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What is the difference between a trial jury and a grand jury?

A trial jury, also known as a petit jury, is composed of six to 12 members and decides whether a defendant injured a plaintiff in a civil case or committed a crime as charged in a criminal case. Defendants have the right to appear, testify and call witnesses on their behalf before a trial jury, whose proceedings are generally public. Trial jury deliberations, which are in private, produce a verdict in favor of the plaintiff or defendant in a civil case, or guilty or not guilty in a criminal case.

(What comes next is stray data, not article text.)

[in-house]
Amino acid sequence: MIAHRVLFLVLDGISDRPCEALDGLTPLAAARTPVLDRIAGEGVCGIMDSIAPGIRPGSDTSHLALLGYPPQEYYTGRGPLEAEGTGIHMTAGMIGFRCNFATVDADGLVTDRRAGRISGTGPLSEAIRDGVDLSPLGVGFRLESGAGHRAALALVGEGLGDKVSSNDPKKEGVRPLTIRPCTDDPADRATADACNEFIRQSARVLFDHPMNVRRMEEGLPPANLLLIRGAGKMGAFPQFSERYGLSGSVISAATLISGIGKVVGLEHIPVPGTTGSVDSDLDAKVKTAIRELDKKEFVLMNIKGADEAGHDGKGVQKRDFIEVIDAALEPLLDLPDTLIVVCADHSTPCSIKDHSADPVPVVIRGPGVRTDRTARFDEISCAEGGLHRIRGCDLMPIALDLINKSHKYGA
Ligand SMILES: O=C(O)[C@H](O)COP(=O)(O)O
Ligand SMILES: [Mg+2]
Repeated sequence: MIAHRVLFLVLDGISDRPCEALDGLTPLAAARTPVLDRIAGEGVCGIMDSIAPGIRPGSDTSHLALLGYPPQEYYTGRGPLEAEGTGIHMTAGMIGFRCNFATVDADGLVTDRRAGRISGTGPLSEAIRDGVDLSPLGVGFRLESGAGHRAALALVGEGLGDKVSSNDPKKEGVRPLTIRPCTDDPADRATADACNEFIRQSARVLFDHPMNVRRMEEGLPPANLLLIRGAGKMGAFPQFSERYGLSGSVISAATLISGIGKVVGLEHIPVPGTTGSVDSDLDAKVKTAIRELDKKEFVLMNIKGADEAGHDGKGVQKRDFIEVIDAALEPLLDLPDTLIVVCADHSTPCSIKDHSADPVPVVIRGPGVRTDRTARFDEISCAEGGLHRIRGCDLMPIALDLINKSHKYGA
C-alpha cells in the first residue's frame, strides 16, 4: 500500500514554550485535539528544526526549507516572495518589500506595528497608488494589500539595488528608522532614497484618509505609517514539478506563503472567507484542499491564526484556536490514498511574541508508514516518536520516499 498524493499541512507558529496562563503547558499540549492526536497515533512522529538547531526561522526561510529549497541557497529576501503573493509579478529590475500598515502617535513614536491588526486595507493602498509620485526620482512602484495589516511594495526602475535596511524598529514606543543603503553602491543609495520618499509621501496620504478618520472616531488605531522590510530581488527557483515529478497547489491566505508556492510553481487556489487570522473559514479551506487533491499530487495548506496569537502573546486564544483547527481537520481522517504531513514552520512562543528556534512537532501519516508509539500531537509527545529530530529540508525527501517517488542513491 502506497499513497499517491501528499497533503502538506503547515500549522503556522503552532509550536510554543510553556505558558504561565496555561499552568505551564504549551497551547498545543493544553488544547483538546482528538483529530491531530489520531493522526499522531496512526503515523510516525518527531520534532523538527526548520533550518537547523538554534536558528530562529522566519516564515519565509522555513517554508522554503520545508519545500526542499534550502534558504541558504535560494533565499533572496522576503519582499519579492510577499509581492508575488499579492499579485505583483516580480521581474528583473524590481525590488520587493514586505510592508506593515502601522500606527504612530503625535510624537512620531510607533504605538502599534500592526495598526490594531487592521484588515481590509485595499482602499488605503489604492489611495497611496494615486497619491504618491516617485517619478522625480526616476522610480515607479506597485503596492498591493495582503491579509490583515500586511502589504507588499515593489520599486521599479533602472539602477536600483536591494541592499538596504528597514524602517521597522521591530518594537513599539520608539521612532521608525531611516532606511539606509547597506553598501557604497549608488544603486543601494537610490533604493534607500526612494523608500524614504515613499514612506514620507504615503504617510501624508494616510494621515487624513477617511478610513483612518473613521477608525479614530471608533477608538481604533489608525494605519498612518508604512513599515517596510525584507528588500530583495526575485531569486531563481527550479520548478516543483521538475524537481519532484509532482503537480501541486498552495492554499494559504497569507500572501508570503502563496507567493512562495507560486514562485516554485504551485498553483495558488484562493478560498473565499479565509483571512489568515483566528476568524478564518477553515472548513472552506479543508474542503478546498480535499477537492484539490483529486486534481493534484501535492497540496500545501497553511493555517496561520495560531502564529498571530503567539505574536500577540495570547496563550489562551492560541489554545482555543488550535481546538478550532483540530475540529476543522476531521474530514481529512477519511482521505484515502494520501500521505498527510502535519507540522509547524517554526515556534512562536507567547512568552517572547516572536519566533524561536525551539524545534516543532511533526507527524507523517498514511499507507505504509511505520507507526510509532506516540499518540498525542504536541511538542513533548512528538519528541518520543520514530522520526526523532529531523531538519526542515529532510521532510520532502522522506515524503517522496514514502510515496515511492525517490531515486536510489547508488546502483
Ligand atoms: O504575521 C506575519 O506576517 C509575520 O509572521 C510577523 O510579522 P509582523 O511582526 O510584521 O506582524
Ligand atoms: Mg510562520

A grand jury is composed of 16 to 23 members and determines whether there is probable cause to believe that an individual has committed a crime and should stand trial. Grand jury proceedings are not public, and defendants and their attorneys do not have a right to appear before the grand jury. The grand jury will decide whether to hand down an indictment, or formally accuse, the defendant.

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The highly competent lawyers at Petrillo and Goldberg represent clients with personal injury claims, workers compensation claims, slip-and-fall cases and automobile accident victims. We work for you, and take our job of getting the best possible results for you seriously.